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jueves, 3 de noviembre de 2011

How to Benefit From the Newspaper

How to Benefit From the Newspaper

“Foolish is the man who never reads a newspaper; even more foolish is the man who believes what he reads just because it is in the newspaper.”
—August von Schlözer, German historian and journalist of the late 18th century.

IN ONE survey several thousand people in Britain and France were asked how much trust they placed in each of 13 institutions. The press came in last, even after politics and big business. In the United States, most readers still say they believe their newspaper. But surveys by the Pew Research Center show that the percentage of believers has declined.

There is often justification for skepticism, especially when what is said involves the national interests of the country in which a newspaper is printed. What happens then? Truth is often sacrificed. As Arthur Ponsonby, an English statesman of the 20th century, once noted: “When war is declared, Truth is the first casualty.”

Even when war hasn’t been declared, it is wise to examine the news with healthy skepticism. If you exercise appropriate caution, the newspaper can generally satisfy your appetite for the news that you need.

Understand the Challenges

Everybody makes mistakes, even the most honest and skilled professionals. “In my three years as a free-lance fact-checker,” Ariel Hart wrote in the Columbia Journalism Review, “I have never checked a story that had no mistakes, whether five pages long or two paragraphs.” She cites such examples as “a year slightly off; old data; misspellings; widely reported information taken from secondary sources, but wrong.”

Journalists must contend with unreliable news sources. At times, hoaxes are fed to the press. In 1999 a prankster planted a fake news story about “a cemetery amusement park,” backing it up with an eye-catching Web site of a phony development company and a phone line for interviews, which the deceiver used to pose as a company spokesman. The Associated Press wire service failed to detect the ruse, whereupon many daily papers in the United States carried the story. The secret of successful hoaxes is said to be “a provocative story with great visuals that’s outrageous yet plausible.”

Even well-intentioned journalists don’t always get the story right. “Journalists usually work at a quick pace,” explains a writer in Poland. “Newspapers are racing against one another. Each one wants to be the first to publish the news. For that reason many of us, although willing, are not able to write a well-researched article.”

Pressures to Conform

Freedom of the Press 2003—A Global Survey of Media Independence rated 115 of 193 countries as either not free or only partly free. However, subtle manipulation of the news may occur even in countries that enjoy freedom of the press.

At times, some journalists are simply excluded from receiving important information, while others who toe the line receive exclusive interviews and invitations to accompany politicians on their travels. Revenue from advertisers can also influence reporting. “The advertiser may threaten to withdraw profitable ads if the editor publishes anything negative about the advertiser,” a Polish journalist noted. And a copyreader at a Japanese newspaper cautioned, “Keep in mind that an objective news report is very difficult to achieve.”

‘Well, then,’ you may ask, ‘if professional journalists face such problems in producing credible copy, how is the reader to know what to believe?’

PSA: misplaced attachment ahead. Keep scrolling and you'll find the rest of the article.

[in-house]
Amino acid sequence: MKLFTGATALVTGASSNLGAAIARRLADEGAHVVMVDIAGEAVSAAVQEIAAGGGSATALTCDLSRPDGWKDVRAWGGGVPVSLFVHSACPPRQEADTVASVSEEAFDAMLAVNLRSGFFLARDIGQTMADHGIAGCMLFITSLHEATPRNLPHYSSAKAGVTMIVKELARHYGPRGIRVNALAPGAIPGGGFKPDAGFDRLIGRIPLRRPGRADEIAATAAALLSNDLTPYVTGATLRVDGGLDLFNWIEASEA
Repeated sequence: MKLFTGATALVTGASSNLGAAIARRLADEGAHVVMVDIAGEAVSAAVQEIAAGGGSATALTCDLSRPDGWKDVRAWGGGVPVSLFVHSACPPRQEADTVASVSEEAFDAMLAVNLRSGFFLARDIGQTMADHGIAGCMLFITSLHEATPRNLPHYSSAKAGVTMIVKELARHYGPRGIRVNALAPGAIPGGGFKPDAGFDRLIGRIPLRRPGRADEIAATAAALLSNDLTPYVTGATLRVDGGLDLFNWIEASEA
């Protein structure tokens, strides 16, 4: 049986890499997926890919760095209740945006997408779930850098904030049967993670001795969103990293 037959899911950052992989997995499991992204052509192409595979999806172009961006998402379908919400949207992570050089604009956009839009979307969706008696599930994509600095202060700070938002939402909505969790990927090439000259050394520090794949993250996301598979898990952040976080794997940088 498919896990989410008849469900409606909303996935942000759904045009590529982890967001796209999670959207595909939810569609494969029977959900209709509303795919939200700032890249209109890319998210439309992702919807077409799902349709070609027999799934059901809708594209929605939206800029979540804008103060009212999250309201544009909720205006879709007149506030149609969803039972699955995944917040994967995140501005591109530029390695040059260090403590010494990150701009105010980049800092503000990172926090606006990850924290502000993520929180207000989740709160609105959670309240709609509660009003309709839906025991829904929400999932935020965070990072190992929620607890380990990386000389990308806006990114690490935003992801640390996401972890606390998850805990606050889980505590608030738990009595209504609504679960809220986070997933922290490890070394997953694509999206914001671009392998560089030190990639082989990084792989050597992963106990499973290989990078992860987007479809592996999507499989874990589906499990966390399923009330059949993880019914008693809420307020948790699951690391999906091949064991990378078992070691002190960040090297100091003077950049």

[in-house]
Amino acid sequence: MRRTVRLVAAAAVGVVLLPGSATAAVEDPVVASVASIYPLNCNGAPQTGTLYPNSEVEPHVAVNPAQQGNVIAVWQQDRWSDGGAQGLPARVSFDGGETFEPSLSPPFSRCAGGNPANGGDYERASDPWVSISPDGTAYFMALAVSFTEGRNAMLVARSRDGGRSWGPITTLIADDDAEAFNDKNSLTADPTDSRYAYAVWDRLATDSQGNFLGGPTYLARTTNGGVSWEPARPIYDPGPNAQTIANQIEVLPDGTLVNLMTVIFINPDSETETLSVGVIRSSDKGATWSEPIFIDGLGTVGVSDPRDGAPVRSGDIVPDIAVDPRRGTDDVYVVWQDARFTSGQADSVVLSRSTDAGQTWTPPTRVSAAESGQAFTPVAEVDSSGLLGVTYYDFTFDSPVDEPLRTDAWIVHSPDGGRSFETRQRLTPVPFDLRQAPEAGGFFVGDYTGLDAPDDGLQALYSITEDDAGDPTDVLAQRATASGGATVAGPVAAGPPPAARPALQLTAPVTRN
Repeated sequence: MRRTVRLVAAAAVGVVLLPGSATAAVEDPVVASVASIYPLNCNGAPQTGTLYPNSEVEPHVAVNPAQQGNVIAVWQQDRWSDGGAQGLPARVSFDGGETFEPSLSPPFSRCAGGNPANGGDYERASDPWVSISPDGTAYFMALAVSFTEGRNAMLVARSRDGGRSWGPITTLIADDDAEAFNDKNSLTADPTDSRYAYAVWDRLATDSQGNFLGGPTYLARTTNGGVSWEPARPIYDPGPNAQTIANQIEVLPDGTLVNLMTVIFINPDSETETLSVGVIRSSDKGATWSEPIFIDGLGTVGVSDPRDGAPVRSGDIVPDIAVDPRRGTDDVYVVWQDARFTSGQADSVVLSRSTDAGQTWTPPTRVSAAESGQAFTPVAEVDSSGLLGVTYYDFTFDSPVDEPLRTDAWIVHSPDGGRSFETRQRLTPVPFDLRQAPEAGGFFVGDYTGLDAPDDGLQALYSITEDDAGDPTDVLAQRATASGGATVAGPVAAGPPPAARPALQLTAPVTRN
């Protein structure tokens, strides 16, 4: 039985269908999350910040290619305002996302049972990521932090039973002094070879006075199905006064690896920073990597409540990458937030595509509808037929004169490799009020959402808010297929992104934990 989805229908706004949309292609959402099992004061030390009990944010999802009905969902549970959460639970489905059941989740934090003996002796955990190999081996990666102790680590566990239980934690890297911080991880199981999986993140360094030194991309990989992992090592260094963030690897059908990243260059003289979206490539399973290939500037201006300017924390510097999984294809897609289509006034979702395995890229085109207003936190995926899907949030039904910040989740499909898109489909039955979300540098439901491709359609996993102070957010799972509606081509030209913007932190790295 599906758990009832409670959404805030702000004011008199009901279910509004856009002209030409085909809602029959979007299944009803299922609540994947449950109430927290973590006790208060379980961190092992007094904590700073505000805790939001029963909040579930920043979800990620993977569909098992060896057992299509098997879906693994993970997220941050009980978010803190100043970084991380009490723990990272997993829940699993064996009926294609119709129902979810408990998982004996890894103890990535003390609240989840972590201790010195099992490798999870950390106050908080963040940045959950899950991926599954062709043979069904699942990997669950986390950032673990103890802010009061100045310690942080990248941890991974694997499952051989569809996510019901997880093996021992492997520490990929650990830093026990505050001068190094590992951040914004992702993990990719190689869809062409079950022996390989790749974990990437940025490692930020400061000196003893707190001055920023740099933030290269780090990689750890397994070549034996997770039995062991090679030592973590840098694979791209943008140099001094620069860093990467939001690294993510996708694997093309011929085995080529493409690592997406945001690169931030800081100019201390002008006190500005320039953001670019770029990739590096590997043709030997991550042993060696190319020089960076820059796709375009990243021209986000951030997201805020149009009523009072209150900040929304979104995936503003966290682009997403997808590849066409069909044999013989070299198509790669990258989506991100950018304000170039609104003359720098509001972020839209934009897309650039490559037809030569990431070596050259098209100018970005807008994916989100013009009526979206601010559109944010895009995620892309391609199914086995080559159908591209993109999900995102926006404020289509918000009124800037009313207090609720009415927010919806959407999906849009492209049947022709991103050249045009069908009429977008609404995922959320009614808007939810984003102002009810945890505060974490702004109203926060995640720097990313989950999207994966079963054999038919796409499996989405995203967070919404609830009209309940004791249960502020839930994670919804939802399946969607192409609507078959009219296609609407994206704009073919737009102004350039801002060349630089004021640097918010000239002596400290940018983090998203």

A Balanced View Is Needed

Clearly, discernment is needed. The reader needs to examine carefully what is written to see if it has the ring of truth. He wisely, as it were, tests and chooses what is right. Similarly, a newspaper reader may ask himself such questions as: What is the background of the writer? What are his prejudices? Does the story cite hard facts that others can check? Who might have an interest in distorting the truth? Wisely, the reader may check different sources for verification. He may also discuss what he reads with others. At the same time, don’t expect perfection. As we have seen, various factors prevent newspapers from being entirely objective. Still, they can help you to stay informed about what’s going on in the world. Your newspaper can help you do so, even while you make allowances for its limitations.


  Misrepresentation in the news is often the result of hasty reporting or misinformation. Yet, such well-intentioned stories can quickly spread serious falsehoods. On the other hand, sometimes efforts to misinform are deliberate, as was true in Nazi Germany when lies were spread about people of certain races and religions.

  Consider the effect of a thinly veiled smear campaign launched not long ago during a human rights case in Moscow, Russia. “When three girls committed suicide in Moscow,” reported The Globe and Mail newspaper of Toronto, Canada, “the Russian media immediately suggested they were fanatical followers of the Jehovah’s Witnesses.”

  Such news stories appeared on February 9, 1999, the day that a civil court resumed a trial aimed at banning Jehovah’s Witnesses in the city of Moscow. Geoffrey York of The Globe and Mail Moscow Bureau reported: “Police later admitted the girls had nothing to do with the religious sect. But by then a Moscow television channel had already launched a new assault on the sect, telling viewers that the Jehovah’s Witnesses had collaborated with Adolf Hitler in Nazi Germany—despite historical evidence that thousands of their members were victims of the Nazi death camps.”

  As a result, in the minds of many of the misinformed and possibly fearful public, Jehovah’s Witnesses were either a suicidal cult or Nazi collaborators!

g05 10/22 How to Benefit From the Newspaper

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